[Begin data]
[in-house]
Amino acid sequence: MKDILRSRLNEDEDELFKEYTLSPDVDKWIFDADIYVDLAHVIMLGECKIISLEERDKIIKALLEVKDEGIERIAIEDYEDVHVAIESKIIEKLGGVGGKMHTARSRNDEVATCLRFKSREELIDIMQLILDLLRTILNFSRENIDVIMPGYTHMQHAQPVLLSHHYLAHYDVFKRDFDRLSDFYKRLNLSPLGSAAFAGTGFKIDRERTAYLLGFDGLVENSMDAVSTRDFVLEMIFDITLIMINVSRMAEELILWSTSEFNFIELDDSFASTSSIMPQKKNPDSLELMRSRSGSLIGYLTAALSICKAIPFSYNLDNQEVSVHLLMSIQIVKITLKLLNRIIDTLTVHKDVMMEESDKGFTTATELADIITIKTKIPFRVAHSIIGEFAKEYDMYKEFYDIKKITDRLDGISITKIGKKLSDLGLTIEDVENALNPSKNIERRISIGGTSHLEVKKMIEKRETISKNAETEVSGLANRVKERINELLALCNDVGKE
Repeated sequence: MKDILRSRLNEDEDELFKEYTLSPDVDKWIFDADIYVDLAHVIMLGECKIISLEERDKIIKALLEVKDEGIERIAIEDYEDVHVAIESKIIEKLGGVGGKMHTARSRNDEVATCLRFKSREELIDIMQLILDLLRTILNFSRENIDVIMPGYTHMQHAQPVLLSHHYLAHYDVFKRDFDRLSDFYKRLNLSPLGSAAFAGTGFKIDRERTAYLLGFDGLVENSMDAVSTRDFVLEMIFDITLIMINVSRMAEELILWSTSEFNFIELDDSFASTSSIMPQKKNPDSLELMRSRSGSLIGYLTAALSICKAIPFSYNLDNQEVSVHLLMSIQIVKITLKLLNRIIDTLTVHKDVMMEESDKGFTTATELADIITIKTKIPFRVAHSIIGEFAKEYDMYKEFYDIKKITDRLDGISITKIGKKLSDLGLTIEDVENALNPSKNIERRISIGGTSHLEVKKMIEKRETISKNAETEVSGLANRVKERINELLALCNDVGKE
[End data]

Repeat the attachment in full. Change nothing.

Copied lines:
[in-house]
Amino acid sequence: MKDILRSRLNEDEDELFKEYTLSPDVDKWIFDADIYVDLAHVIMLGECKIISLEERDKIIKALLEVKDEGIERIAIEDYEDVHVAIESKIIEKLGGVGGKMHTARSRNDEVATCLRFKSREELIDIMQLILDLLRTILNFSRENIDVIMPGYTHMQHAQPVLLSHHYLAHYDVFKRDFDRLSDFYKRLNLSPLGSAAFAGTGFKIDRERTAYLLGFDGLVENSMDAVSTRDFVLEMIFDITLIMINVSRMAEELILWSTSEFNFIELDDSFASTSSIMPQKKNPDSLELMRSRSGSLIGYLTAALSICKAIPFSYNLDNQEVSVHLLMSIQIVKITLKLLNRIIDTLTVHKDVMMEESDKGFTTATELADIITIKTKIPFRVAHSIIGEFAKEYDMYKEFYDIKKITDRLDGISITKIGKKLSDLGLTIEDVENALNPSKNIERRISIGGTSHLEVKKMIEKRETISKNAETEVSGLANRVKERINELLALCNDVGKE
Repeated sequence: MKDILRSRLNEDEDELFKEYTLSPDVDKWIFDADIYVDLAHVIMLGECKIISLEERDKIIKALLEVKDEGIERIAIEDYEDVHVAIESKIIEKLGGVGGKMHTARSRNDEVATCLRFKSREELIDIMQLILDLLRTILNFSRENIDVIMPGYTHMQHAQPVLLSHHYLAHYDVFKRDFDRLSDFYKRLNLSPLGSAAFAGTGFKIDRERTAYLLGFDGLVENSMDAVSTRDFVLEMIFDITLIMINVSRMAEELILWSTSEFNFIELDDSFASTSSIMPQKKNPDSLELMRSRSGSLIGYLTAALSICKAIPFSYNLDNQEVSVHLLMSIQIVKITLKLLNRIIDTLTVHKDVMMEESDKGFTTATELADIITIKTKIPFRVAHSIIGEFAKEYDMYKEFYDIKKITDRLDGISITKIGKKLSDLGLTIEDVENALNPSKNIERRISIGGTSHLEVKKMIEKRETISKNAETEVSGLANRVKERINELLALCNDVGKE